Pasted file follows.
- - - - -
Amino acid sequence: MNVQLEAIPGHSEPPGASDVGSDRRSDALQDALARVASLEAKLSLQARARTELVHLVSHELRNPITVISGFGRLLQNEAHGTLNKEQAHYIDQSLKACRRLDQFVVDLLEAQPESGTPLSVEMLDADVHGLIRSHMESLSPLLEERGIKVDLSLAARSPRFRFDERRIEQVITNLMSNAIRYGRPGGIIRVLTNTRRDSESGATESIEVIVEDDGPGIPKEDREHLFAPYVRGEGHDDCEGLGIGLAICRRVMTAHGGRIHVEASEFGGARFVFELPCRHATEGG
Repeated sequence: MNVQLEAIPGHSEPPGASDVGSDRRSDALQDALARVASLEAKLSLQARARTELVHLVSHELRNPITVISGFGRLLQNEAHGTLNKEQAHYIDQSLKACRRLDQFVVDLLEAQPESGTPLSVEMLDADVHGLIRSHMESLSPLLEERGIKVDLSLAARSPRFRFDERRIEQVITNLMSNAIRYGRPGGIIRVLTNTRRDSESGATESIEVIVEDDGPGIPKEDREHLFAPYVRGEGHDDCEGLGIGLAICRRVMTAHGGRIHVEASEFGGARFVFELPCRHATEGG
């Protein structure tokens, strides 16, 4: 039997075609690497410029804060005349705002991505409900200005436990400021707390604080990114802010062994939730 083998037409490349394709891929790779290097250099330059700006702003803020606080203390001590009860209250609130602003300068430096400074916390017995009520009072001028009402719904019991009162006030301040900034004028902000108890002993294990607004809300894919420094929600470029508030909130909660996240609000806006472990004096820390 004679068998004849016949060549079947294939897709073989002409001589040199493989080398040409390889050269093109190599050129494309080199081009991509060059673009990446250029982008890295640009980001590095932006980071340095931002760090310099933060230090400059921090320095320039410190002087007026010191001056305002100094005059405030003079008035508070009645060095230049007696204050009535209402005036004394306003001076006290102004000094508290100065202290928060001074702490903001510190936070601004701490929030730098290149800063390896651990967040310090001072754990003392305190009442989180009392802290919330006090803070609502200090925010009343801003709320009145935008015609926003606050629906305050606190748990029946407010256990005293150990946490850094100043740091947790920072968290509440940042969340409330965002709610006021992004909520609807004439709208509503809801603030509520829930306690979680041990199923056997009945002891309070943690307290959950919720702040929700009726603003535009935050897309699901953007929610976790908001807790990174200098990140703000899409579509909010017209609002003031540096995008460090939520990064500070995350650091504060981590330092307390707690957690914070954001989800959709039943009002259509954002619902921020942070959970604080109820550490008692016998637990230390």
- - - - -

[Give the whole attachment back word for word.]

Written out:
Amino acid sequence: MNVQLEAIPGHSEPPGASDVGSDRRSDALQDALARVASLEAKLSLQARARTELVHLVSHELRNPITVISGFGRLLQNEAHGTLNKEQAHYIDQSLKACRRLDQFVVDLLEAQPESGTPLSVEMLDADVHGLIRSHMESLSPLLEERGIKVDLSLAARSPRFRFDERRIEQVITNLMSNAIRYGRPGGIIRVLTNTRRDSESGATESIEVIVEDDGPGIPKEDREHLFAPYVRGEGHDDCEGLGIGLAICRRVMTAHGGRIHVEASEFGGARFVFELPCRHATEGG
Repeated sequence: MNVQLEAIPGHSEPPGASDVGSDRRSDALQDALARVASLEAKLSLQARARTELVHLVSHELRNPITVISGFGRLLQNEAHGTLNKEQAHYIDQSLKACRRLDQFVVDLLEAQPESGTPLSVEMLDADVHGLIRSHMESLSPLLEERGIKVDLSLAARSPRFRFDERRIEQVITNLMSNAIRYGRPGGIIRVLTNTRRDSESGATESIEVIVEDDGPGIPKEDREHLFAPYVRGEGHDDCEGLGIGLAICRRVMTAHGGRIHVEASEFGGARFVFELPCRHATEGG
């Protein structure tokens, strides 16, 4: 039997075609690497410029804060005349705002991505409900200005436990400021707390604080990114802010062994939730 083998037409490349394709891929790779290097250099330059700006702003803020606080203390001590009860209250609130602003300068430096400074916390017995009520009072001028009402719904019991009162006030301040900034004028902000108890002993294990607004809300894919420094929600470029508030909130909660996240609000806006472990004096820390 004679068998004849016949060549079947294939897709073989002409001589040199493989080398040409390889050269093109190599050129494309080199081009991509060059673009990446250029982008890295640009980001590095932006980071340095931002760090310099933060230090400059921090320095320039410190002087007026010191001056305002100094005059405030003079008035508070009645060095230049007696204050009535209402005036004394306003001076006290102004000094508290100065202290928060001074702490903001510190936070601004701490929030730098290149800063390896651990967040310090001072754990003392305190009442989180009392802290919330006090803070609502200090925010009343801003709320009145935008015609926003606050629906305050606190748990029946407010256990005293150990946490850094100043740091947790920072968290509440940042969340409330965002709610006021992004909520609807004439709208509503809801603030509520829930306690979680041990199923056997009945002891309070943690307290959950919720702040929700009726603003535009935050897309699901953007929610976790908001807790990174200098990140703000899409579509909010017209609002003031540096995008460090939520990064500070995350650091504060981590330092307390707690957690914070954001989800959709039943009002259509954002619902921020942070959970604080109820550490008692016998637990230390």